The Kidney Stone was the target but all the tissue between the surface of the skin to the stone is affected and many patients are suffering pain even though it was claimed a success because the stones are gone. On horse legs it seems it might be okay in limited use to break up misaligned scar tissue from a very old injury, that was not treated properly in the first place. (Did you know microcurrent will realign tissue?) The leg area tissue is not as dense as other structures of fascia. However, using on back pain as many vets are, seems dangerously foolish to me.
I’m not an expert, but I can read and I do listen to my customers who have experienced the failed results of SWT. So, consider the risks carefully before choosing SWT.
My advice for your horses sake, is to try MicroCurrent, IontoPhoresis, and Myofascial Release, singly or in combination before doing Shockwave Therapy.
CONCERNS: What we’re not being told
Statement of the Problem and Main Goals of our Research Effort – When shock wave lithotripsy (SWL) was introduced in the mid-1980’s it was accepted almost immediately. Growth in popularity was extremely rapid and was based in part on the perception that SWL was entirely safe. Now after nearly 12 years of clinical SWL studies, experience tells us differently. SWL may be very effective at breaking kidney stones, but it can also cause severe, acute, and chronic side effects.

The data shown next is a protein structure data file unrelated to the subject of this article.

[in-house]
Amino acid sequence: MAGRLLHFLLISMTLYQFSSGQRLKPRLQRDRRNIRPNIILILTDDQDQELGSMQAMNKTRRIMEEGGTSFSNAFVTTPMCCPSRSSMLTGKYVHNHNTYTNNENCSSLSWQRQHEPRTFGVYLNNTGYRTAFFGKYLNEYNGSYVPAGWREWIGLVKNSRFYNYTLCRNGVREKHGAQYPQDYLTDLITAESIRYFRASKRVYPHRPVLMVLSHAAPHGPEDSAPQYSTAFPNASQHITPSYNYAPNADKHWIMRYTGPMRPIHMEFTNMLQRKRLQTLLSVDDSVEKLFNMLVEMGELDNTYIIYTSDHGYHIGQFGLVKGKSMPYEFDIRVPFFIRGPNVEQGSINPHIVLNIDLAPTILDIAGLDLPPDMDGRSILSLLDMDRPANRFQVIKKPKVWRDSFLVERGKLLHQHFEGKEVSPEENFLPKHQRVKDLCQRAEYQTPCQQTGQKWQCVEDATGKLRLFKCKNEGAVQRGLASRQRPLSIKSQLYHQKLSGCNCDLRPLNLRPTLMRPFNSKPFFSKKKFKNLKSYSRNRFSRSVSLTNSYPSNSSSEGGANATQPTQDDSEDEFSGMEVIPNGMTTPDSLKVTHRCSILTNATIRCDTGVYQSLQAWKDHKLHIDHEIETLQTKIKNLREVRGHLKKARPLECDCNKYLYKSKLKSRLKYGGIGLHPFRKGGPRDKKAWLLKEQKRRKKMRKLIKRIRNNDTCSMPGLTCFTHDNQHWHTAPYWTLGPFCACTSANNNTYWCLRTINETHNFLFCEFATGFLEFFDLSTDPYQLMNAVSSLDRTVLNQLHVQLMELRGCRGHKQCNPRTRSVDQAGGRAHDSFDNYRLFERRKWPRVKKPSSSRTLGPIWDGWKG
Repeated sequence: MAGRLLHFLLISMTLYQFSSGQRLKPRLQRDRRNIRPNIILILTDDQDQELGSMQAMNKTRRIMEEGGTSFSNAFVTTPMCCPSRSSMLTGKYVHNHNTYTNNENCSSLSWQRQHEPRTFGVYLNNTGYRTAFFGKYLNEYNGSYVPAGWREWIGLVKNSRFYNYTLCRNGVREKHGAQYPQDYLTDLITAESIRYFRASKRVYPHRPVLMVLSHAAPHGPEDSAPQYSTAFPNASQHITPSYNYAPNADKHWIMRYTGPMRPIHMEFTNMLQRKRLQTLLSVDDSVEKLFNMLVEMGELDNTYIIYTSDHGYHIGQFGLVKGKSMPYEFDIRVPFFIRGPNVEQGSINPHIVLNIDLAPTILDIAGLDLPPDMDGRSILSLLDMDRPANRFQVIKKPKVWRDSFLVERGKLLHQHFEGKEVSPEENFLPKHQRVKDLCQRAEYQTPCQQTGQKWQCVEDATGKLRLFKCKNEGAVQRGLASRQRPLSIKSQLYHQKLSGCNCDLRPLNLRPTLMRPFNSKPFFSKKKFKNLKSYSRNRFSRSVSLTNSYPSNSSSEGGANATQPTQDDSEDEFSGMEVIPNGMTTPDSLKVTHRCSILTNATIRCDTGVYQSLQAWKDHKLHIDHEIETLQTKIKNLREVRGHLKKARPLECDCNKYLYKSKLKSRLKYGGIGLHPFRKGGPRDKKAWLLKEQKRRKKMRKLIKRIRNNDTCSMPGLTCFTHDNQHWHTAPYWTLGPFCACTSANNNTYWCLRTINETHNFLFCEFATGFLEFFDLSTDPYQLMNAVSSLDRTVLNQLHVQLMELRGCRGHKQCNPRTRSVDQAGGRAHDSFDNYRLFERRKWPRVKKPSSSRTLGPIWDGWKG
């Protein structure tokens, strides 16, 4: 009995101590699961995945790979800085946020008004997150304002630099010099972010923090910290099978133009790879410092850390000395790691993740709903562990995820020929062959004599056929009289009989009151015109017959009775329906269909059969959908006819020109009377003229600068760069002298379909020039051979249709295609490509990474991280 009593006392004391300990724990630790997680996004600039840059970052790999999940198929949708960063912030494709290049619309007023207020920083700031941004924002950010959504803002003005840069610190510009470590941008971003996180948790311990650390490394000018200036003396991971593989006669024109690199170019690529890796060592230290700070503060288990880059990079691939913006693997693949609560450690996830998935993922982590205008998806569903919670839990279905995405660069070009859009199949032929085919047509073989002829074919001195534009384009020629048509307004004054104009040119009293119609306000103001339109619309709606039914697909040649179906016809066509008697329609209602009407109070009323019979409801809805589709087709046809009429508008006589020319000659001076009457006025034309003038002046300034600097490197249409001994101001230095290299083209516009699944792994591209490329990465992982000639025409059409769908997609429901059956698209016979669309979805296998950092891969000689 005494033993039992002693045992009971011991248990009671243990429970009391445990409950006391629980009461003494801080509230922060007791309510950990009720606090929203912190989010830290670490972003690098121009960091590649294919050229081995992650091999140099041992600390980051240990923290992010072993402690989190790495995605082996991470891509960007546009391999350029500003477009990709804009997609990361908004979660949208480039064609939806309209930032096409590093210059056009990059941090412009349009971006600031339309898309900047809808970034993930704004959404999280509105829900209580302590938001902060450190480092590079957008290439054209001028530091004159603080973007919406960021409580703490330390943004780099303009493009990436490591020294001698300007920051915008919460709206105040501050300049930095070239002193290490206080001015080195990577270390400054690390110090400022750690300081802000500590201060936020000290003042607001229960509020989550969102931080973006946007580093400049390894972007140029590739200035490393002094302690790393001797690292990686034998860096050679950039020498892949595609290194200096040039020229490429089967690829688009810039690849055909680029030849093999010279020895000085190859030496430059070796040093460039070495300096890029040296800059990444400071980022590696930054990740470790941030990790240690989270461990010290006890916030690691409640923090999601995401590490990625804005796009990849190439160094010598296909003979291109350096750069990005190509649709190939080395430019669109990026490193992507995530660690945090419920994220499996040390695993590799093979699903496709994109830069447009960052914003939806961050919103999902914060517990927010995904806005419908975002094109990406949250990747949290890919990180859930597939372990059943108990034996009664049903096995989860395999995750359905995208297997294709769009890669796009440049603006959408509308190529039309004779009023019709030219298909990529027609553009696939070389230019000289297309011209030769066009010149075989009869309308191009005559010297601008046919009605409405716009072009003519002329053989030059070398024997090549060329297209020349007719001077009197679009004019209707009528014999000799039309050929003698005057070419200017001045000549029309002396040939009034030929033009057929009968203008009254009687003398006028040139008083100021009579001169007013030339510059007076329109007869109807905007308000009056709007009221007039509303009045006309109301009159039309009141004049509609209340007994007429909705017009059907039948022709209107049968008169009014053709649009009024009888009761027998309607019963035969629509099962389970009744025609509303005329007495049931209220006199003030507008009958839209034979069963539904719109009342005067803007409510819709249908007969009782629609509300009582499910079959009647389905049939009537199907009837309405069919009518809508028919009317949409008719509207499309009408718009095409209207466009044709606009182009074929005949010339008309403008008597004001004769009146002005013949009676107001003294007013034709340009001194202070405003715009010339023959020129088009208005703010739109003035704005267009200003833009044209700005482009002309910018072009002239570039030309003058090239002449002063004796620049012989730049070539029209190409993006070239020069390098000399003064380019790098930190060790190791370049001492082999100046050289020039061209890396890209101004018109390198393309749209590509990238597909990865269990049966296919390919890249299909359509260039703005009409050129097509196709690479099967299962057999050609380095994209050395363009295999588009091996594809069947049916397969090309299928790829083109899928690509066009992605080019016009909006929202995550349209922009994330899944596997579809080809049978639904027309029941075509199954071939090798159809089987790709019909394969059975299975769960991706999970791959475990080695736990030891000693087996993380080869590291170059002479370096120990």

Unfortunately, the rapid acceptance of SWL out-distanced efforts to determine objective criteria for safe clinical treatment. Today, treatment protocols vary among clinical centers and it is only recently that clinical and basic research has begun to address the adverse effects associated with lithotripsy. Thus, very little is known about how shock waves (SW’s) break stones, and there are few clues to help us understand the cause and effects of SWL-induced renal injury. We pose four questions that are critical to understanding the adverse effects of lithotripsy. These questions define the focus of this Program Project.
- How do lithotripter shock waves break kidney stones?
- How do shock waves cause renal injury?
- What are the long-term consequences of shock wave injury to the kidney?
- What factors (renal and extra renal) place patients at increased risk of injury?
We have created a coordinated, highly interactive, multidisciplinary, and collaborative approach to investigate the mechanisms of stone comminution and the biology of renal injury in SWL. The main goal of this research is to determine the physical mechanisms of stone comminution and the cause and consequences of SW-induced renal injury. So that strategies can be devised to minimize or eliminate adverse effects while improving the efficacy of SWL.
By the way; to avoid getting Kidney Stones, drink plenty of filtered water daily. Never from Hot Water Tap!